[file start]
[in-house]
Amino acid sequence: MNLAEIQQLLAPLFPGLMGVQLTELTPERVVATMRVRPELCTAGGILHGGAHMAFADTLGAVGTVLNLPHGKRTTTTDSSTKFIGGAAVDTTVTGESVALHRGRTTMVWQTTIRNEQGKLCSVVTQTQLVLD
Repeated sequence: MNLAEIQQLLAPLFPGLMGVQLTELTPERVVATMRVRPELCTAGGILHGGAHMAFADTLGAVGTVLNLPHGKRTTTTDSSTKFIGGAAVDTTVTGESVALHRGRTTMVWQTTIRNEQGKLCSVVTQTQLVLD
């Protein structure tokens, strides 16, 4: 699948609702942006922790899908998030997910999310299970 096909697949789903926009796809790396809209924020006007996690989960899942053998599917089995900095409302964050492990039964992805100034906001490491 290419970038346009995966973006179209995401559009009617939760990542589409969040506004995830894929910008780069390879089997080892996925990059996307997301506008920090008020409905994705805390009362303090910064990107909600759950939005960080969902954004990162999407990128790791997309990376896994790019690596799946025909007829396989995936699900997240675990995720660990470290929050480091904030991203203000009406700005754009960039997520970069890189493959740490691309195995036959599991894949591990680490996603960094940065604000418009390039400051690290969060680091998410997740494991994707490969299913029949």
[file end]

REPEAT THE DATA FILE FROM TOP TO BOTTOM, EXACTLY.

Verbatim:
[in-house]
Amino acid sequence: MNLAEIQQLLAPLFPGLMGVQLTELTPERVVATMRVRPELCTAGGILHGGAHMAFADTLGAVGTVLNLPHGKRTTTTDSSTKFIGGAAVDTTVTGESVALHRGRTTMVWQTTIRNEQGKLCSVVTQTQLVLD
Repeated sequence: MNLAEIQQLLAPLFPGLMGVQLTELTPERVVATMRVRPELCTAGGILHGGAHMAFADTLGAVGTVLNLPHGKRTTTTDSSTKFIGGAAVDTTVTGESVALHRGRTTMVWQTTIRNEQGKLCSVVTQTQLVLD
């Protein structure tokens, strides 16, 4: 699948609702942006922790899908998030997910999310299970 096909697949789903926009796809790396809209924020006007996690989960899942053998599917089995900095409302964050492990039964992805100034906001490491 290419970038346009995966973006179209995401559009009617939760990542589409969040506004995830894929910008780069390879089997080892996925990059996307997301506008920090008020409905994705805390009362303090910064990107909600759950939005960080969902954004990162999407990128790791997309990376896994790019690596799946025909007829396989995936699900997240675990995720660990470290929050480091904030991203203000009406700005754009960039997520970069890189493959740490691309195995036959599991894949591990680490996603960094940065604000418009390039400051690290969060680091998410997740494991994707490969299913029949």